- Because I get really really REALLY excited about these kinds of things, I decided to prepare for my chalkboard’s first scribble session by picking up a package of Magic Erasers (this is key!) and some chalkboard chalk.
Here’s What You Need To Do:
- Prepare your space: Lay your drop cloth down, tape your edges with painters tape if you’re going to be using it, dampen your paper towels for those little mistakes, stir that paint can (for like 3-5 minutes!), get your roller, paintbrush, and painting tray ready, and turn on your painting music. It is now game time.
- I started with cutting in and painting the edges of my wall with the angled brush. Afterwards, I used my paint roller to fill in the majority of the wall. This paint has a different consistency than most other paints. I’m not sure if I would say that it’s necessarily thicker than other paints, but it goes on the wall kind of sticky. You will feel like a little bit of paint doesn’t go a long ways, and I felt the same. So don’t be surprised! On a side note, the can claimed that the paint would cover 100-125 square feet, and it did.
- With the Valspar paint, you must wait 24 hours between coats. This is the HARDEST part. I wanted to hurry up and paint a couple coats so I could get a jump start on all of my graffiti plans. But don’t do it! Be patient and let it dry completely for 24 hours before putting on another coat. You may need multiple coats like I did. A single can of paint got me my 3 coats that I needed.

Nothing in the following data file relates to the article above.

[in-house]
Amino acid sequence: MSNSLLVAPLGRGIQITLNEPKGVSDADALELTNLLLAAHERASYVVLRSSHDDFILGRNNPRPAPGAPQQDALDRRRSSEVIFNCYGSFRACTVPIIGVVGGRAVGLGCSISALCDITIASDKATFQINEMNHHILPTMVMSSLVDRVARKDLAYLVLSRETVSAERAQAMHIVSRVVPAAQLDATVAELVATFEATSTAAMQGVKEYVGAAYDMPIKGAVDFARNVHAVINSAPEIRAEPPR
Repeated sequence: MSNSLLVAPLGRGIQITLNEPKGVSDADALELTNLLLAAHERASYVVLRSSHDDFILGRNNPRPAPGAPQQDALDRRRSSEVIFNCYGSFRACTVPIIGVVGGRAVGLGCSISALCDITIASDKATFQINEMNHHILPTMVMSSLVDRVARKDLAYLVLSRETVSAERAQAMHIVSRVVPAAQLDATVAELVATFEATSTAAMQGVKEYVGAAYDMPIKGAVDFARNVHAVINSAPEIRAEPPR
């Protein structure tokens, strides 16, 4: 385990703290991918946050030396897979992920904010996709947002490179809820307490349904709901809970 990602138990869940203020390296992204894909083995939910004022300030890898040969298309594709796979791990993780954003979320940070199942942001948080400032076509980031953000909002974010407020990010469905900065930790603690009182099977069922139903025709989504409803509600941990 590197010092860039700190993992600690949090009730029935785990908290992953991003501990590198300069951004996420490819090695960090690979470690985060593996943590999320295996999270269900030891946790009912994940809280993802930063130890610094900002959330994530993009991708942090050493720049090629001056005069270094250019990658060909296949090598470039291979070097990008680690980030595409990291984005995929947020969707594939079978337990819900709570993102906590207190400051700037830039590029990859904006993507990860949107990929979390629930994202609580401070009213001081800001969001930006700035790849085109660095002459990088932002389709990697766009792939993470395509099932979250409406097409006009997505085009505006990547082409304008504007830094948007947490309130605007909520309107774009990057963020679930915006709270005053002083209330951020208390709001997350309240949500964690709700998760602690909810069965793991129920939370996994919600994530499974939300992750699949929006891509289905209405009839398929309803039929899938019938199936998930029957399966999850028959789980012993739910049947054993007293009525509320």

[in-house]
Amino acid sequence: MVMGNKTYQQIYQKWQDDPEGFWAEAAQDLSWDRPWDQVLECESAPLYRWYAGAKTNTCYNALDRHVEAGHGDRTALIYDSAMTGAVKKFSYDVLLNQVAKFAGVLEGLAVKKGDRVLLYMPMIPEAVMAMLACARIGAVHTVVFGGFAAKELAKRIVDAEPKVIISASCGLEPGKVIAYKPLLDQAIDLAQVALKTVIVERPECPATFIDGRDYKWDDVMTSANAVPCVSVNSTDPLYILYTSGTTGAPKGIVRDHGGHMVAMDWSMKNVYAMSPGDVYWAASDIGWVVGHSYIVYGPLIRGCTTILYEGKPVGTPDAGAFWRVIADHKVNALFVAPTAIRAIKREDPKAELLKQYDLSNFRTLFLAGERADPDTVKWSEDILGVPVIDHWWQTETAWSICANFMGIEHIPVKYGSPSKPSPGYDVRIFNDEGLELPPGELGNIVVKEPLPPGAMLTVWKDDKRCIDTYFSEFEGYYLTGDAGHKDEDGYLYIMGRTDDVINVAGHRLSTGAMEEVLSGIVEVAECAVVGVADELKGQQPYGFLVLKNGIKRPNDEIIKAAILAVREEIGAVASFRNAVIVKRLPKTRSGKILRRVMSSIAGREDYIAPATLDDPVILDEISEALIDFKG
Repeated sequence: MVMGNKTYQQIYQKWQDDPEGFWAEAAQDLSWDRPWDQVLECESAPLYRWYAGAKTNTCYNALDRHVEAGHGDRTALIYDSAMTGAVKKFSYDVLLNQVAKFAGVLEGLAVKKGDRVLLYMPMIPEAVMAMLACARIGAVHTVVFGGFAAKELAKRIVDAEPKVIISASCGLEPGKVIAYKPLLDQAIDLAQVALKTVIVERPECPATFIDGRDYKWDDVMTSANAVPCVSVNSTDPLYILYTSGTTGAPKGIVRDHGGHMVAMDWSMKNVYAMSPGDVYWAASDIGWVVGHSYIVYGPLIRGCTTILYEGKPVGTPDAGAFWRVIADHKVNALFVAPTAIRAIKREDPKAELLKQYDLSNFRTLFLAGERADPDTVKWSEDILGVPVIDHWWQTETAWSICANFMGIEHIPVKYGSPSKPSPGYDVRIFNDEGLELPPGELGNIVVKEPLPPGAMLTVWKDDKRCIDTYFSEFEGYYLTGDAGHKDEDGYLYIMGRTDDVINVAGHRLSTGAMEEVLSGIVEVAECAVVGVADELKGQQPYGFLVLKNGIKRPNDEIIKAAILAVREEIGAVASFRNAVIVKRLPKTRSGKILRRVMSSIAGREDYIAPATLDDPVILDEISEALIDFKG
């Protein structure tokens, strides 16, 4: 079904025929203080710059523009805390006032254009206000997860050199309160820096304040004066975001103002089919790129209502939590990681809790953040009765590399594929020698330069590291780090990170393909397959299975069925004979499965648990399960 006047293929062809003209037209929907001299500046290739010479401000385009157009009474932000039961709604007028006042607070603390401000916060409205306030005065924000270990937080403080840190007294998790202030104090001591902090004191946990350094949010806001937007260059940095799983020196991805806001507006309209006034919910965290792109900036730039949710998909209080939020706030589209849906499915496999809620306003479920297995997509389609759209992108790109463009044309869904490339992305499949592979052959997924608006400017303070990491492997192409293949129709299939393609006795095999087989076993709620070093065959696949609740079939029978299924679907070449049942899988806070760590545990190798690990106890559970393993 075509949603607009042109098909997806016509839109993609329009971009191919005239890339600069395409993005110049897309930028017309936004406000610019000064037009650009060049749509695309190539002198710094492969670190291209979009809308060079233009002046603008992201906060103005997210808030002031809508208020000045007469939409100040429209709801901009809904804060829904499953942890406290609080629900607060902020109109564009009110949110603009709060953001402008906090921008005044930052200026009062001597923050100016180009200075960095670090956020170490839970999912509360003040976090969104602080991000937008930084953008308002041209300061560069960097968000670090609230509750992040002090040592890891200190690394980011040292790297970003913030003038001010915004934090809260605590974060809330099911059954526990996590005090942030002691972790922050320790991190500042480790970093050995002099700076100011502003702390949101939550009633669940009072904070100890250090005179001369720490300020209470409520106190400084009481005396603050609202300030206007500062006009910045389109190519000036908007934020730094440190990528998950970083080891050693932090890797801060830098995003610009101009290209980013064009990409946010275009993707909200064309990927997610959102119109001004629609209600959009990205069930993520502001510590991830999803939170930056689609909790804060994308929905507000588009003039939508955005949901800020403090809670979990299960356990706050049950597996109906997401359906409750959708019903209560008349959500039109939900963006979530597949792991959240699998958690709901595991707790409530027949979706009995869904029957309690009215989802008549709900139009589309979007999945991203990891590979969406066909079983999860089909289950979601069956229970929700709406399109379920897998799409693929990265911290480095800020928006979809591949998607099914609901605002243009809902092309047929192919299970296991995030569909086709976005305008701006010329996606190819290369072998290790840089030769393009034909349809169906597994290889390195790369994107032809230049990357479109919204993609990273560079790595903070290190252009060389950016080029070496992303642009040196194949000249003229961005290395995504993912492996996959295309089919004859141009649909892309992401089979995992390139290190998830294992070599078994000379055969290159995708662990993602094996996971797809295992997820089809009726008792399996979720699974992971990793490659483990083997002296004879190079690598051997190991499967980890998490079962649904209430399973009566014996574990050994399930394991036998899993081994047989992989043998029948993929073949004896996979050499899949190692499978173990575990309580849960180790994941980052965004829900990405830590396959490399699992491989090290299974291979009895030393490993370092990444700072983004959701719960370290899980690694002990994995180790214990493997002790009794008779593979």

- After you have done all your painting and all your waiting, then you must prime the wall with chalk. This step is a bit messy and will leave dust on the surrounding floor for you to sweep/mop/vacuum up. But whatevs, it’s completely worth the small mess. To prime your chalkboard wall simply flip a piece of chalk sideways (hotdog style) and coat the entire wall with a chalky haze. Here’s some pictures of what I am trying to explain:
- So your wall should look like a giant mess….
- Then, using your Magic Eraser, erase all of the chalk from the wall. Don’t even try using a regular eraser. For some reason it does NOT work at all. Neither do cloth towels or paper towels.
- Then get to writing. My next lesson that I need to learn is how to write “Pinteresty” in chalk because as you can see from the picture below, girl needs some help. I never claimed to be artistic.
Okay, so what are my thoughts on my DIY chalkboard wall?
- I thought it was a fairly easy process once I got over the fact that the paint was stickier and harder to spread than other paints.
- I LOVED that little mistakes were easy to clean up with a damp cloth just like latex paints
- I did notice a few small areas that bled or feathered out onto parts of my neighboring white wall that were not supposed to be painted with the chalkboard paint. Whoops! It was easily fixed by a little bit of extra white touch up paint that I had in storage.
- I didn’t like the long wait period between coats of paint, but that’s just me trying to be really nit-picky (and impatient) over the product.
- To wrap up my thoughts on the chalkboard paint, I would definitely recommend the Valspar brand to anyone wanting an affordable and easy DIY chalkboard wall. (I think I should also mention that this is in no way a sponsored post for any of the products that I have mentioned. I just really like these products!)
Let me know if y’all have any questions or if I didn’t explain myself correctly. I’d love to hear about your chalkboard paint stories and ideas! I’ve got a whole house to paint and decorate and would love your input!